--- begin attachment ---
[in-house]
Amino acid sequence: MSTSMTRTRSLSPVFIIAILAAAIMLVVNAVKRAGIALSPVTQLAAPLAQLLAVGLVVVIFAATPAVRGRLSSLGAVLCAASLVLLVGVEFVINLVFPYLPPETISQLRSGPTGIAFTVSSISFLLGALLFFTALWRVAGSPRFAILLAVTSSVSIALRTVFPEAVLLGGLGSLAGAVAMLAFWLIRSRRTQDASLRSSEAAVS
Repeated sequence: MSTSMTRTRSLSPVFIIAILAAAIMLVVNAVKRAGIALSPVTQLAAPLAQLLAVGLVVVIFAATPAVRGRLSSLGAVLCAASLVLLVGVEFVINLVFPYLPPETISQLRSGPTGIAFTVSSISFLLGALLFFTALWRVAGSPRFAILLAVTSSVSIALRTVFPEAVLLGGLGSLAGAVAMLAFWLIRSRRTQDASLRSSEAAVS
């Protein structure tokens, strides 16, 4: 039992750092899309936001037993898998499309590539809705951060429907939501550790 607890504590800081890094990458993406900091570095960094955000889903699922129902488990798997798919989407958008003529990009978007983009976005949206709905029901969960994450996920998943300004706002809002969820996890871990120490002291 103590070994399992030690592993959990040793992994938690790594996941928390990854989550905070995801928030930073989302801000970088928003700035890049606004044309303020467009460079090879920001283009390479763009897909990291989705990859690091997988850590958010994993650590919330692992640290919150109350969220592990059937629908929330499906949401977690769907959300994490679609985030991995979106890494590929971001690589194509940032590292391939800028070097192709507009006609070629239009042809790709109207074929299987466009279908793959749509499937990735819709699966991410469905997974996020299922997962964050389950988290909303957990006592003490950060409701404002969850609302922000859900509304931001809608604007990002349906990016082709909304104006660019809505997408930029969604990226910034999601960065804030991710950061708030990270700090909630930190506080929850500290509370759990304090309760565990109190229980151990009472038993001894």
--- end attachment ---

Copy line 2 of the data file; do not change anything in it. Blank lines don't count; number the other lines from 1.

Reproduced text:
Amino acid sequence: MSTSMTRTRSLSPVFIIAILAAAIMLVVNAVKRAGIALSPVTQLAAPLAQLLAVGLVVVIFAATPAVRGRLSSLGAVLCAASLVLLVGVEFVINLVFPYLPPETISQLRSGPTGIAFTVSSISFLLGALLFFTALWRVAGSPRFAILLAVTSSVSIALRTVFPEAVLLGGLGSLAGAVAMLAFWLIRSRRTQDASLRSSEAAVS